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Norway’s sovereign wealth fund could look to add $86 billion in real estate

The world's largest sovereign wealth fund says the optimal level of property investments might mean putting another $86 billion into real estate, singling out Asia as a hot spot for growth.

Norway's $860 billion Government Pension Fund Global, Oslo, whose mandate is set by the government, was in 2010 allowed to invest 5% in the property market and is now studying whether it should add more to its portfolio. It has snapped up properties in New York, Paris, London and Berlin, among other cities, and is targeting Tokyo and Singapore.

“The vast majority of academic studies come to the conclusion that adding real estate does improve the risk-return profile of a mixed-asset portfolio,” the fund said in a discussion note based on research released Friday. “Estimates of optimal allocations to real estate vary strongly. The median range of the suggested allocations to real estate in the 30 studies reviewed was 15%.”

Norges Bank Investment Management, which oversees the sovereign wealth fund from within the central bank, held about 3% of its assets in real estate at the end of the third quarter. Norges aims to build that share to 5% by investing about 50 billion kroner ($5.9 billion) each year in property. Norges has a strategy to focus on 10 to 15 cities globally.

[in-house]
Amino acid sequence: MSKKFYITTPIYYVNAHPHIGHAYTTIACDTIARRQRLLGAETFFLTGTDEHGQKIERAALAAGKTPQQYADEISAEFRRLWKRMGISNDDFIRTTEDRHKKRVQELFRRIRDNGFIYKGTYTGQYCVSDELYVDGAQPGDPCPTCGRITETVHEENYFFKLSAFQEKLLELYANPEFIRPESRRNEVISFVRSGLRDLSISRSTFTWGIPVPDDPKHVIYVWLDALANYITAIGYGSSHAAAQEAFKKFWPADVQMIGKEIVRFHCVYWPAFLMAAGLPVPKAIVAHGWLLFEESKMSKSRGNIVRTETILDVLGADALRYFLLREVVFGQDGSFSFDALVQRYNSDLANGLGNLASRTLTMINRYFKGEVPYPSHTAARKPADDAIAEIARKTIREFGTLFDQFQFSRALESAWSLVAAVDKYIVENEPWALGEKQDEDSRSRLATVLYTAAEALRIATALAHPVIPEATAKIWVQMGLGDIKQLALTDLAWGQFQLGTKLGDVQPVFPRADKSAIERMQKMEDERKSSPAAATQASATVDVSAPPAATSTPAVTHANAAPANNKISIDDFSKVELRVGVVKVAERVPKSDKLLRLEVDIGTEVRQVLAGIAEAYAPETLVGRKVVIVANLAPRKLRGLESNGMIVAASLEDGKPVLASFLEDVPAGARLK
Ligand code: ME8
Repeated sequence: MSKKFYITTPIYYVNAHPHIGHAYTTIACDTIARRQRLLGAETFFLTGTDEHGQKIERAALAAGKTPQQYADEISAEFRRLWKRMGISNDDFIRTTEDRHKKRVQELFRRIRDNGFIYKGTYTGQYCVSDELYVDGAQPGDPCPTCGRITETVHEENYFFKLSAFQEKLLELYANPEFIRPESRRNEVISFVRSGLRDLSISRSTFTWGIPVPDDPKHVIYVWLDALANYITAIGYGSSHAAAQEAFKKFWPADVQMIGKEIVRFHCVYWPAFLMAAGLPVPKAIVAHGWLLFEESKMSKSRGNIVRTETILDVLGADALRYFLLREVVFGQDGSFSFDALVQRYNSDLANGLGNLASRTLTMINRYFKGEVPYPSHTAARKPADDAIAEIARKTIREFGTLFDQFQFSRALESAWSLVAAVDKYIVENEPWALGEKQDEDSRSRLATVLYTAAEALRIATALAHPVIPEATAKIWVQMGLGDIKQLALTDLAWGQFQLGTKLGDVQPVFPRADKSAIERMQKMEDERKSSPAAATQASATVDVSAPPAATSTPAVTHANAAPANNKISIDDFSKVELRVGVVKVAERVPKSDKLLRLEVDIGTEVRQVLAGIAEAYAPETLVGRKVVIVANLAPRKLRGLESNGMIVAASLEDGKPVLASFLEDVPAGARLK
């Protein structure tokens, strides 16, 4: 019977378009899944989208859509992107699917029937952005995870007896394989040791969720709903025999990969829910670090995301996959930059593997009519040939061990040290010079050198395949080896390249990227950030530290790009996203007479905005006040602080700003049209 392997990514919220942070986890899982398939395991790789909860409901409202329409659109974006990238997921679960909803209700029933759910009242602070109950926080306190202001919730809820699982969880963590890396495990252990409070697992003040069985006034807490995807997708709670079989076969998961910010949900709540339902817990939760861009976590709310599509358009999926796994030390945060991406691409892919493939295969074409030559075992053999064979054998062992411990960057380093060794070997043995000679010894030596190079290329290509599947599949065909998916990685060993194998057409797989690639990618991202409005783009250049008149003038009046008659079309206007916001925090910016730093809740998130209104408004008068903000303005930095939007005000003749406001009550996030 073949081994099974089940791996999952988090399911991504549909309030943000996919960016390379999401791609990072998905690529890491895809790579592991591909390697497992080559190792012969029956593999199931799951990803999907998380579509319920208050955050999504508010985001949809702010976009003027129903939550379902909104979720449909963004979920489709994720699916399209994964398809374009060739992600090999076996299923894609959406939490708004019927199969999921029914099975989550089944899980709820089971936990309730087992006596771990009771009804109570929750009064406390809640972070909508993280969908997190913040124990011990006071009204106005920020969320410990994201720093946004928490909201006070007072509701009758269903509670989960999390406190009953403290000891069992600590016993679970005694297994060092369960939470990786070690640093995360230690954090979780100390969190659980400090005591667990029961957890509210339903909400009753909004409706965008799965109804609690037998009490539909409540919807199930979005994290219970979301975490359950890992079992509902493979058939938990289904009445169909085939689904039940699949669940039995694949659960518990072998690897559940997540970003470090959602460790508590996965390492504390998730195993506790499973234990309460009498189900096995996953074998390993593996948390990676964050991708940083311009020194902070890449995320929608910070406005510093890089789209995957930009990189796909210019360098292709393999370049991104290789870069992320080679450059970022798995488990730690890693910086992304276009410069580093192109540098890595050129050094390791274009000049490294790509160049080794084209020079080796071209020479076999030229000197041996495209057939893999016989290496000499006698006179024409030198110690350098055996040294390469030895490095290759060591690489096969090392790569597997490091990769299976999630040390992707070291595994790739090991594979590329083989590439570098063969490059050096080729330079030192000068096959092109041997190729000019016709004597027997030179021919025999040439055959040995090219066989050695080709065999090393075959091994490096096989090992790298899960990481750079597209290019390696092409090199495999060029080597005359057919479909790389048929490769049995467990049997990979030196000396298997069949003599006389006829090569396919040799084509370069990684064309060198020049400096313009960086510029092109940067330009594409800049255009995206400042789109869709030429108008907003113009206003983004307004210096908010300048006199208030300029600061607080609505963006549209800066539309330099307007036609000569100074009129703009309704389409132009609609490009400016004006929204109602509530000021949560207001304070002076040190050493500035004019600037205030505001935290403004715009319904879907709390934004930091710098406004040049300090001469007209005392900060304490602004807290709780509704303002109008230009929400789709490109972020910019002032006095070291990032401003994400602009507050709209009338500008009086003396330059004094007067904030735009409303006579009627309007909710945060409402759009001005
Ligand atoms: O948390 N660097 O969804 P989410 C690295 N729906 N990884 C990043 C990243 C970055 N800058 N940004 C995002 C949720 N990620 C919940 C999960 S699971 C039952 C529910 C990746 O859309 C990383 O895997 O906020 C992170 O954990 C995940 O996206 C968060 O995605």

The sovereign wealth fund said nominal returns on real estate have averaged about 7% to 9% from 2000 to 2013 but have seen a “declining trend in recent years.” Emerging markets might be the best place to invest, the fund also said in a separate note assessing global trends and their effect on real estate.

“A considerable population growth, combined with positive wealth effects and urbanization, appears to favor emerging markets, particularly Asia,” the fund said.

The fund lost 273 billion kroner in the third quarter, or 4.9%, amid a drop in global stocks. Its stock holdings declined 8.6%, while it posted a 0.9% gain on bonds and a 3% return on real estate. It was the first back-to-back quarterly loss in six years.